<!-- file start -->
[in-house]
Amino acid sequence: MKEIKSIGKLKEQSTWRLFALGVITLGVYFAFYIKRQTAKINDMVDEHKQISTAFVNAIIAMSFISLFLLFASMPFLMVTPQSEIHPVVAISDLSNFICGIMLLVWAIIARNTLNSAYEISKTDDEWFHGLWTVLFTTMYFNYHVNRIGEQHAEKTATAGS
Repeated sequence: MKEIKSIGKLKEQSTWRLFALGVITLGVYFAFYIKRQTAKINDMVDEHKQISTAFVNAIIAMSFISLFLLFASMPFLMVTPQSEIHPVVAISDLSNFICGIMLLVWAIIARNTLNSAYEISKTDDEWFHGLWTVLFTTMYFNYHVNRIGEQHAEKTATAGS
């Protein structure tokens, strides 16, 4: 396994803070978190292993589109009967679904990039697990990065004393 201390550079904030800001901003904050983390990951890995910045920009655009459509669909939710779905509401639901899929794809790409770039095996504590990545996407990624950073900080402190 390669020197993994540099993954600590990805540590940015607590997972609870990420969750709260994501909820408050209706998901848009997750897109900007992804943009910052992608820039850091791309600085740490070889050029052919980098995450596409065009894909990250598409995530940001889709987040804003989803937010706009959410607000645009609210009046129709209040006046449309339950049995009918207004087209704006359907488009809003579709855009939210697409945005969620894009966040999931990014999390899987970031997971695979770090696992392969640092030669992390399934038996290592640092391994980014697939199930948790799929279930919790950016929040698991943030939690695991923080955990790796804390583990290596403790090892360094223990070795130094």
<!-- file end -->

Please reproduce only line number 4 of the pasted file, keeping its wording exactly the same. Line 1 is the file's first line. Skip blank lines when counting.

């Protein structure tokens, strides 16, 4: 396994803070978190292993589109009967679904990039697990990065004393 201390550079904030800001901003904050983390990951890995910045920009655009459509669909939710779905509401639901899929794809790409770039095996504590990545996407990624950073900080402190 390669020197993994540099993954600590990805540590940015607590997972609870990420969750709260994501909820408050209706998901848009997750897109900007992804943009910052992608820039850091791309600085740490070889050029052919980098995450596409065009894909990250598409995530940001889709987040804003989803937010706009959410607000645009609210009046129709209040006046449309339950049995009918207004087209704006359907488009809003579709855009939210697409945005969620894009966040999931990014999390899987970031997971695979770090696992392969640092030669992390399934038996290592640092391994980014697939199930948790799929279930919790950016929040698991943030939690695991923080955990790796804390583990290596403790090892360094223990070795130094």